© 2013 Kim Giancaterino. All Rights Reserved.
Notarizing Wills in California
Every so often I’ll get a call from a prospective client who wants to have their last will and testament notarized. In every instance I mention that a will prepared in California doesn’t require notarization to be legal. I always suggest they consult with an attorney or a respected legal website like Nolo.com for additional information. Not once has someone called back to insist I notarize their will.
It’s pretty safe to assume that someone consulting with a notary about their will has not already spoken to a lawyer or done a bit of research online. The fact is, notaries who aren’t also attorneys are prohibited from offering legal advice to signers (a testator, in the case of a will).
An Estate Plan Begins with a Will or Living Trust
I routinely encounter wills when hired to do attorney-prepared estate plans, which always involve several notarized signatures. None of the attorneys I work with on a regular basis have asked me to notarize a will, though I’m often called upon to witness them.
The bottom line is I’ve never notarized a will. I don’t want anyone to feel I’ve collected fees under false pretenses. More importantly, a notarial certificate alone doesn’t meet the requirements of California probate law. Without the required two witnesses, it’s money down the drain. Sadly, a few notaries out there will be happy to charge for notarizing wills without mentioning this fact.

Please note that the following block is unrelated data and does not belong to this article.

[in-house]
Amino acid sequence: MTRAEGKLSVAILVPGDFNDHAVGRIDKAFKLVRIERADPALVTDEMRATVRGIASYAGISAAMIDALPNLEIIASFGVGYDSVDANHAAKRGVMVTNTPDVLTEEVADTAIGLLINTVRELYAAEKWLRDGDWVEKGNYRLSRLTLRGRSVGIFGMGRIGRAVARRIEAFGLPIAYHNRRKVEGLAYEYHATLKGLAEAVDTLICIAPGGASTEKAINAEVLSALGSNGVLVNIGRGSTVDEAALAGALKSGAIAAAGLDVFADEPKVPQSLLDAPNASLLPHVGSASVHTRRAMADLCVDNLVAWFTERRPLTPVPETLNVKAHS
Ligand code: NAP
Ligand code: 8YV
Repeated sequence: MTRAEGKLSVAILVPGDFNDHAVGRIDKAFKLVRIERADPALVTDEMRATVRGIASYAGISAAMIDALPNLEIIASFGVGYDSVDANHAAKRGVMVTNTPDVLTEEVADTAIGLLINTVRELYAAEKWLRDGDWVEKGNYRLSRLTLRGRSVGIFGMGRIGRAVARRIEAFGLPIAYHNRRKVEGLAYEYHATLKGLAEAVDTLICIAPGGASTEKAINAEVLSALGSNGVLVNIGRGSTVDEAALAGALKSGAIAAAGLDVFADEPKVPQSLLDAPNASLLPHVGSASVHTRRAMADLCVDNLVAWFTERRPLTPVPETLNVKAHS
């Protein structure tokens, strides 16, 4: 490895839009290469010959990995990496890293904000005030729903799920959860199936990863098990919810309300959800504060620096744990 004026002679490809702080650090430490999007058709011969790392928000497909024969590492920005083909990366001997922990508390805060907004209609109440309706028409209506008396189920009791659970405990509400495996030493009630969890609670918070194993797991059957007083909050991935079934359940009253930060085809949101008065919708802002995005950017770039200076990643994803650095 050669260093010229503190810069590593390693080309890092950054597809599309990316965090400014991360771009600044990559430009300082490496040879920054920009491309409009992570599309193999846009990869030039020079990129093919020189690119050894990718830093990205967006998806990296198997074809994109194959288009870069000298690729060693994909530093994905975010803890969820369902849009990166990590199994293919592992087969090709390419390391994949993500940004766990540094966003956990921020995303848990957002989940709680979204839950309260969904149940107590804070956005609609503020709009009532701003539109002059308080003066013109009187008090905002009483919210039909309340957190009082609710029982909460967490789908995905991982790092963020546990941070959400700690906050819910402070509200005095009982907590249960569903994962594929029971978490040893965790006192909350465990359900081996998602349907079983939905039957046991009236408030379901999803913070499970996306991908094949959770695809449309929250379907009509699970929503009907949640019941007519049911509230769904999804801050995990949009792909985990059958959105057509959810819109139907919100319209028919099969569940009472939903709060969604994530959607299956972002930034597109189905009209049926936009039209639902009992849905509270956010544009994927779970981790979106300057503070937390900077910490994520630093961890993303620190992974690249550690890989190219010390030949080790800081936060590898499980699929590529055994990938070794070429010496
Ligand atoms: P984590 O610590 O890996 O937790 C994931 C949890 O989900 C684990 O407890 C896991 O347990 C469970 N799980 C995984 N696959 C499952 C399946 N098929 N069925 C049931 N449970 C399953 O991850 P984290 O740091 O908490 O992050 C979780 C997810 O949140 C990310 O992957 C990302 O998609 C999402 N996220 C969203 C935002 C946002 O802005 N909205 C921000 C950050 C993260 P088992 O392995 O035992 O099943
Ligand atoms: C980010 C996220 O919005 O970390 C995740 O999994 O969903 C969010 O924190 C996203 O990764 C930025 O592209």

California Probate Code
… the will shall be witnessed by being signed, during the testator’s lifetime, by at least two persons each of whom (A) being present at the same time, witnessed either the signing of the will or the testator’s acknowledgment of the signature or of the will and (B) understand that the instrument they sign is the testator’s will.
California Will Requirements
The state of California requires that a will must be signed by the testator in front of two witnesses, and that those witnesses also sign the will.
What should you do if someone insists on a notary certificate for their properly signed will? There’s no rule against notarizing wills in California. At one time The State Bar of California advised notaries to decline requests to notarize wills unless a member of the Bar prescribed that course of action. However, it was merely a recommendation.
Notaries are commissioned by the Secretary of State and follow guidelines set forth in the most current Notary Public Handbook.
Shop for Legal Forms and More
General Affidavit, Power of Attorney, Last Will and Testament, Living Will, Real Estate Deed, Promissory Note, Premarital Agreement, Residential Rental Agreement, and more. California state laws prohibit notaries from choosing or completing legal documents for their clients.
2018 Notary Public Handbook (Secretary of State)
California Probate Code Section 6110 (California Legislative Information)
Do I Need a Will? (The State Bar of California)
My Last Will fancy pen photograph by geralt
Writing notes on pen and paper photograph by tookapic